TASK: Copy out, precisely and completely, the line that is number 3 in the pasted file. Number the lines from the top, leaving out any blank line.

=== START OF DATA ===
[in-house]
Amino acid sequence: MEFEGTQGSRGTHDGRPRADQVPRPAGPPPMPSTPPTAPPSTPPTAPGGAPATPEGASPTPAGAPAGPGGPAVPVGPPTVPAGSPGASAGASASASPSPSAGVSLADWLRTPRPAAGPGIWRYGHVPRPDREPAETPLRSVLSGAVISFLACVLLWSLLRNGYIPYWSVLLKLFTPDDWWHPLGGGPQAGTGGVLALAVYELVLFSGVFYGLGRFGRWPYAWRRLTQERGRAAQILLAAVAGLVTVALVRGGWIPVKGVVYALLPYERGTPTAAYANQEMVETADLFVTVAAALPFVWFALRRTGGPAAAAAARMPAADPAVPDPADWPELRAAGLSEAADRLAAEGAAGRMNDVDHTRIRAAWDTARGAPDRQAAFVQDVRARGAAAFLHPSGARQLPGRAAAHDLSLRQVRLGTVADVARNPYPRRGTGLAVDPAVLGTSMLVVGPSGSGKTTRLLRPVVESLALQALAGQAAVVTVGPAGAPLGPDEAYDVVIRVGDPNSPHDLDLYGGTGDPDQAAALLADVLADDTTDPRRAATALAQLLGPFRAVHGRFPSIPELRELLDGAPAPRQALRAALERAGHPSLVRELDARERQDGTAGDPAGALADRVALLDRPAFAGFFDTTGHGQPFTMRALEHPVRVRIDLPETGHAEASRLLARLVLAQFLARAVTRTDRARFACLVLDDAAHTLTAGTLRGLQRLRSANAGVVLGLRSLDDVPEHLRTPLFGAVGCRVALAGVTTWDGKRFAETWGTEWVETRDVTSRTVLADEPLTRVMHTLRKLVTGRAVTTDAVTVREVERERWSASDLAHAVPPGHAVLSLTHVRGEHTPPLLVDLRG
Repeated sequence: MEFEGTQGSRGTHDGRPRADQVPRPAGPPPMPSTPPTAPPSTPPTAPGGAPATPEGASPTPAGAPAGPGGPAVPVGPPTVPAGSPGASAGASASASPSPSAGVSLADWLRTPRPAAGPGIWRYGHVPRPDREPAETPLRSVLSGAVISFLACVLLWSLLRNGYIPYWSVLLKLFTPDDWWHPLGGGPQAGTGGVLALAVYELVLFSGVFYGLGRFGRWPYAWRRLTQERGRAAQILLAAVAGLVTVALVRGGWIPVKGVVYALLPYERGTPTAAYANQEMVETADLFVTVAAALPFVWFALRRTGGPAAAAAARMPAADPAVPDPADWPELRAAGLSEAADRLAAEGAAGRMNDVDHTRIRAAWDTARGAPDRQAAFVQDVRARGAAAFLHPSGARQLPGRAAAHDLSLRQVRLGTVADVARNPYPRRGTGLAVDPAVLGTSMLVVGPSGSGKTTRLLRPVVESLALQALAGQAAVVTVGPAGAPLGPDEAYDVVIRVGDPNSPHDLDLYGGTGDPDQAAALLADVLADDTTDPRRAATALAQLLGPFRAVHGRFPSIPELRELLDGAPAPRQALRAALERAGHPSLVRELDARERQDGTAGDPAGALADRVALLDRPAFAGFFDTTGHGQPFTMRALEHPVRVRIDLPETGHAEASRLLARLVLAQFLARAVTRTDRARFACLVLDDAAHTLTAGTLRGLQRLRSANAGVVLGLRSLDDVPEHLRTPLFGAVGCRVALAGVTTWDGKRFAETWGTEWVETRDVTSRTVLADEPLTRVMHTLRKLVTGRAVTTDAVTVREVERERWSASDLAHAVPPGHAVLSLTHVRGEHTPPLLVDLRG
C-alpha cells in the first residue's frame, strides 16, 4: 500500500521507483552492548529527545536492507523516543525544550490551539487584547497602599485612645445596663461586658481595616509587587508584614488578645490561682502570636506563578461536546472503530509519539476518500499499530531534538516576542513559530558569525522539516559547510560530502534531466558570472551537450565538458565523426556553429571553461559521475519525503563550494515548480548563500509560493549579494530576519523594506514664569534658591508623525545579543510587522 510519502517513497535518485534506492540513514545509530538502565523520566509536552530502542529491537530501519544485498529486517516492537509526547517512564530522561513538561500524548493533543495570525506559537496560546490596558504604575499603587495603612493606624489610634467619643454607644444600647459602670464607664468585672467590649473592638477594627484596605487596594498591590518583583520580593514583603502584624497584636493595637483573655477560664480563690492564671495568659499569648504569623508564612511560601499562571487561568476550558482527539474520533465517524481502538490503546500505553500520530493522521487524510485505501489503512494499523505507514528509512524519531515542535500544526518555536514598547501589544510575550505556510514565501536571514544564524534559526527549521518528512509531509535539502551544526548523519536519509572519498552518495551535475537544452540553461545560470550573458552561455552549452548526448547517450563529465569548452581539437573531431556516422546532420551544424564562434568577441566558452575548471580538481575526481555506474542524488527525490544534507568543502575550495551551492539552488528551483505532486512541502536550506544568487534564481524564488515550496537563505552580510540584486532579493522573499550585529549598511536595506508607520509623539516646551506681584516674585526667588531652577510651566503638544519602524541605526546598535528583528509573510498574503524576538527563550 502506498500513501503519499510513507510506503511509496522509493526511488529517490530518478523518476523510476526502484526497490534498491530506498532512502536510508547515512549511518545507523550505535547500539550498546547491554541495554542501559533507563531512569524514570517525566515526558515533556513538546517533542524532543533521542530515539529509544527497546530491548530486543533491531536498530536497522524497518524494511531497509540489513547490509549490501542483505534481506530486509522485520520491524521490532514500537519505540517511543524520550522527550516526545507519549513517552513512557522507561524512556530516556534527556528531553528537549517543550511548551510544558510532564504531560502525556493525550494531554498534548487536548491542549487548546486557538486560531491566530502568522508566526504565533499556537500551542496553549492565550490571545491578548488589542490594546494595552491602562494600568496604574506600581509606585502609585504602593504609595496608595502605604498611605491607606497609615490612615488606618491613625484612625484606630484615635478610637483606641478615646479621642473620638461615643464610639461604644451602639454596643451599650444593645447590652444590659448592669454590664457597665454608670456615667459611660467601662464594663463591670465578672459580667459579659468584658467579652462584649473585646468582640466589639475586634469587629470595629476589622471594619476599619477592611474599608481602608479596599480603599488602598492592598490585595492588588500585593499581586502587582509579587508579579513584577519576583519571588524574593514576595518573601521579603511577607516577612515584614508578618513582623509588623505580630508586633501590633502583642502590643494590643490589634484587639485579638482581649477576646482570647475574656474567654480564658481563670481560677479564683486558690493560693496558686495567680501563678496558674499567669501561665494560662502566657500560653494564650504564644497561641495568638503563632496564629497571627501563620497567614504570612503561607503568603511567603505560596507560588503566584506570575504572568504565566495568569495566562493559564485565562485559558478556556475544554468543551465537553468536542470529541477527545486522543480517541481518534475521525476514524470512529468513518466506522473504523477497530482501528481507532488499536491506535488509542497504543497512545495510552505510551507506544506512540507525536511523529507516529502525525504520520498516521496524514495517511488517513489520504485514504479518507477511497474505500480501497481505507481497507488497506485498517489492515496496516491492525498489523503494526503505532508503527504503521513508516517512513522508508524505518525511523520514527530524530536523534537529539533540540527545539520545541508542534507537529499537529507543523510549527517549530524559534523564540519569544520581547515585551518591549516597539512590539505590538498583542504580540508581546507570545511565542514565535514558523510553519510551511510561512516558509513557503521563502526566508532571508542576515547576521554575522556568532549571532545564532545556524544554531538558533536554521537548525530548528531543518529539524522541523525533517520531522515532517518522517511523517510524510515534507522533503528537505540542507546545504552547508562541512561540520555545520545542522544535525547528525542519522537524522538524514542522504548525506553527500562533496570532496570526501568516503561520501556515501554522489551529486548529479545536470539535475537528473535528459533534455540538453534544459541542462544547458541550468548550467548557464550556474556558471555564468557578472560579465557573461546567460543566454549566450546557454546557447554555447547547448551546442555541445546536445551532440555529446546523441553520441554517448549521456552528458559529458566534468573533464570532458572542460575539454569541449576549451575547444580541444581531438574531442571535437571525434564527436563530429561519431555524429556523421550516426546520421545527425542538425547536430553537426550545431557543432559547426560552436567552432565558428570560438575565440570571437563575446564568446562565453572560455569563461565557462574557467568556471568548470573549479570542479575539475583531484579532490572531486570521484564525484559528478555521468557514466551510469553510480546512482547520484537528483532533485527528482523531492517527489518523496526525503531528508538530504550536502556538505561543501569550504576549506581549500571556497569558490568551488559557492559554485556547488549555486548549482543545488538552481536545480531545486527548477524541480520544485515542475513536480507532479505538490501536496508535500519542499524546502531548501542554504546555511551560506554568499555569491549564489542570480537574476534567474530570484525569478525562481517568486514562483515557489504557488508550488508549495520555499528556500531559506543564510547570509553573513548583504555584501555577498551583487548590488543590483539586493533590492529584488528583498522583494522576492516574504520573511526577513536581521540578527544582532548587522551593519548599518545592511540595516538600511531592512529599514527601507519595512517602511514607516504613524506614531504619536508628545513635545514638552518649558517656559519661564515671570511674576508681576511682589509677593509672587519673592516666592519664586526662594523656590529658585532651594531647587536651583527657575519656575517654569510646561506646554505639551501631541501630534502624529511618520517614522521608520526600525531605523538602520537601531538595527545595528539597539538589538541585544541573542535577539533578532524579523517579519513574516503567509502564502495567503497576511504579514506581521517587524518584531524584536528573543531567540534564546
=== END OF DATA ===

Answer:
Repeated sequence: MEFEGTQGSRGTHDGRPRADQVPRPAGPPPMPSTPPTAPPSTPPTAPGGAPATPEGASPTPAGAPAGPGGPAVPVGPPTVPAGSPGASAGASASASPSPSAGVSLADWLRTPRPAAGPGIWRYGHVPRPDREPAETPLRSVLSGAVISFLACVLLWSLLRNGYIPYWSVLLKLFTPDDWWHPLGGGPQAGTGGVLALAVYELVLFSGVFYGLGRFGRWPYAWRRLTQERGRAAQILLAAVAGLVTVALVRGGWIPVKGVVYALLPYERGTPTAAYANQEMVETADLFVTVAAALPFVWFALRRTGGPAAAAAARMPAADPAVPDPADWPELRAAGLSEAADRLAAEGAAGRMNDVDHTRIRAAWDTARGAPDRQAAFVQDVRARGAAAFLHPSGARQLPGRAAAHDLSLRQVRLGTVADVARNPYPRRGTGLAVDPAVLGTSMLVVGPSGSGKTTRLLRPVVESLALQALAGQAAVVTVGPAGAPLGPDEAYDVVIRVGDPNSPHDLDLYGGTGDPDQAAALLADVLADDTTDPRRAATALAQLLGPFRAVHGRFPSIPELRELLDGAPAPRQALRAALERAGHPSLVRELDARERQDGTAGDPAGALADRVALLDRPAFAGFFDTTGHGQPFTMRALEHPVRVRIDLPETGHAEASRLLARLVLAQFLARAVTRTDRARFACLVLDDAAHTLTAGTLRGLQRLRSANAGVVLGLRSLDDVPEHLRTPLFGAVGCRVALAGVTTWDGKRFAETWGTEWVETRDVTSRTVLADEPLTRVMHTLRKLVTGRAVTTDAVTVREVERERWSASDLAHAVPPGHAVLSLTHVRGEHTPPLLVDLRG